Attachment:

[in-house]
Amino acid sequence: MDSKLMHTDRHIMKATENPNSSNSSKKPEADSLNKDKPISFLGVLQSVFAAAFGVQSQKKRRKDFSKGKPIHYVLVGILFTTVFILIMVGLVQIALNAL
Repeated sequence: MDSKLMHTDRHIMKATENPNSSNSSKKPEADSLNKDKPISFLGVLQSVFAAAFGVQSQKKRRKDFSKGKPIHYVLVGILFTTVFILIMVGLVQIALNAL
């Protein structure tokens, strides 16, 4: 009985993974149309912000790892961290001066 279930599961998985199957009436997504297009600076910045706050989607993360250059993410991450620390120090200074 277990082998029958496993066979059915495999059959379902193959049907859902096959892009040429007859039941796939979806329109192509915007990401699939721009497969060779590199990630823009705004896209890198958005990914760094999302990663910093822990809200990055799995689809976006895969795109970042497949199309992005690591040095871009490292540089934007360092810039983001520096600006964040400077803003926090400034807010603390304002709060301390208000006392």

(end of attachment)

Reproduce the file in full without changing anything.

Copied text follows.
[in-house]
Amino acid sequence: MDSKLMHTDRHIMKATENPNSSNSSKKPEADSLNKDKPISFLGVLQSVFAAAFGVQSQKKRRKDFSKGKPIHYVLVGILFTTVFILIMVGLVQIALNAL
Repeated sequence: MDSKLMHTDRHIMKATENPNSSNSSKKPEADSLNKDKPISFLGVLQSVFAAAFGVQSQKKRRKDFSKGKPIHYVLVGILFTTVFILIMVGLVQIALNAL
């Protein structure tokens, strides 16, 4: 009985993974149309912000790892961290001066 279930599961998985199957009436997504297009600076910045706050989607993360250059993410991450620390120090200074 277990082998029958496993066979059915495999059959379902193959049907859902096959892009040429007859039941796939979806329109192509915007990401699939721009497969060779590199990630823009705004896209890198958005990914760094999302990663910093822990809200990055799995689809976006895969795109970042497949199309992005690591040095871009490292540089934007360092810039983001520096600006964040400077803003926090400034807010603390304002709060301390208000006392």